CANADIAN RAILWAY OFFICE OF ARBITRATION
CASE NO. 1150
Heard at Montreal, Wednesday, November 16, 1983
CANADIAN PACIFIC LIMITED
BROTHERHOOD OF MAINTENANCE OF WAY EMPLOYEES
In Bulletin No. 246 dated December 14, 1982, the Regional Engineer, Eastern Region, issued instructions that effective December 30, 1982, at 23.59K, fourteen Maintainer I positions and two Maintainer II positions on the 179.3 hours per four week period were abolished. Effective December 31, 1982, they were re-established on a 40 hour per week basis.
JOINT STATEMENT OF ISSUE:
The Union contends that: (1.) The abolishment of these fourteen Maintainer I positions and two Maintainer II positions is a technological, operational or organizational change as specified in article 8.1 of the Job Security Agreement dated April 26, 1982. This requires a notice of not less than three months for such change. (2.) The fourteen Maintainer I and two Maintainer II employees are entitled to an incumbency rate of pay as provided in article 8.9 of the Job Security Agreement. (3.) The sixteen employees are entitled to the three months notice and the incumbency rate as provided in article 8, and they be paid for any loss of wages since December 30, 1982, until the three month notice is served and then be paid the incumbency rate of pay as provided for in this article.
The Company declines the Union's contention and denies payment.
FOR THE BROTHERHOOD: FOR THE COMPANY:
(SGD.) H. J. THIESSEN (SGD.) P. A. PENDER
System Federation General Chairman FOR: General Manager, Operation and Maintenance
There appeared on behalf of the Company:
R. A. Colquhoun – Labour Relations Officer, CPR, Montreal
P. A. Pender – Supervisor, Labour Relations, CPR, Toronto
A. Matte – Manager of Maintenance of Way Equipment, Toronto
D. Huard – Assistant Supervisor, Maintenance of Way Shop, Toronto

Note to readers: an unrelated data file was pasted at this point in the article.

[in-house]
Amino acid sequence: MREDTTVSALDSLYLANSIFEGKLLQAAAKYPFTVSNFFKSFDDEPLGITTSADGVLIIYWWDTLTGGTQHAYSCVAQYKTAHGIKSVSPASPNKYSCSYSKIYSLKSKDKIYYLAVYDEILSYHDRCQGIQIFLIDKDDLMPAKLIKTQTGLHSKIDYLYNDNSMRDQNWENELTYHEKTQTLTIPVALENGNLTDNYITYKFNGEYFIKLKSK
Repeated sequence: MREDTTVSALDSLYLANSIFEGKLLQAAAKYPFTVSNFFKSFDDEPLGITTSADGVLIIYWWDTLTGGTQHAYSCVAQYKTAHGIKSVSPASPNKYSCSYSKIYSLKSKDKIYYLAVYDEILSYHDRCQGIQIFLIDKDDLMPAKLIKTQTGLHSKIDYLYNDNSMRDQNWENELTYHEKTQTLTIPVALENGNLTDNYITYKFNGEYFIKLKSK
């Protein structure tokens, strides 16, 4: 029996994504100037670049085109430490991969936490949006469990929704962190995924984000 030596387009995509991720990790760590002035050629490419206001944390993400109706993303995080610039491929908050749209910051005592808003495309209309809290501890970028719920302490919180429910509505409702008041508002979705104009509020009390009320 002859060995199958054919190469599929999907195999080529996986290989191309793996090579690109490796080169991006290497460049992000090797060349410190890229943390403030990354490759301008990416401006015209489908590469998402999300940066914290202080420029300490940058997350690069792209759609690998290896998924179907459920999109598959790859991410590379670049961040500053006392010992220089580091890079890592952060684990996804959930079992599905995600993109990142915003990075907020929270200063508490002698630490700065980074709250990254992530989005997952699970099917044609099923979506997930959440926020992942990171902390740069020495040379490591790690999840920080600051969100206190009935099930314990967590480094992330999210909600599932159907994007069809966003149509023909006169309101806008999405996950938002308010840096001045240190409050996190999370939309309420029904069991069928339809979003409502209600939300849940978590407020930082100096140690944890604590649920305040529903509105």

And on behalf of the Brotherhood:
H. J. Thiessen – System Federation General Chairman, Ottawa
L. M. DiMassimo – Federation General Chairman, Montreal
E. J. Smith – General Chairman, London
R. Y. Gaudreau – Vice-President, Ottawa
AWARD OF THE ARBITRATOR
In accordance with the Employer's Bulletin No. 246 dated December 14, 1982, the Regional Engineer, Eastern Region, issued instructions (affecting in large part The Western Toronto Work Shop) that effective December 30, 1982 at 23.59 hrs. fourteen Maintainer I positions and two Maintainer II positions on the 179.3 hours per four week period were abolished. Effective December 31, 1982, these same positions were re-established on a 40 hour basis. In all respects the new positions were bulletined and were occupied by the incumbent employee (the grievors) whose jobs had been abolished. The Trade Union claims on the grievors' behalf that the Employer failed to extend three months notice of the operational/organizational changes that it was obliged to do pursuant to article 8.1 of The Job Security Agreement:
8.1 The Company will not put into effect any technological, operational or organizational change of a permanent nature which will have adverse effects on employees without giving as much advance notice as possible to the General Chairman representing such employees or such other officer as may be named by the Union concerned to receive such notices. In any event, not less than three months' notice shall be given, with a full description thereof and with appropriate details as to the consequent changes in working conditions and the expected number of employees who would be adversely affected.
The Trade Union has claimed compensation for the three month period during which notice should have been given at the grievors' regular rates of pay under article 8.9 of the collective agreement.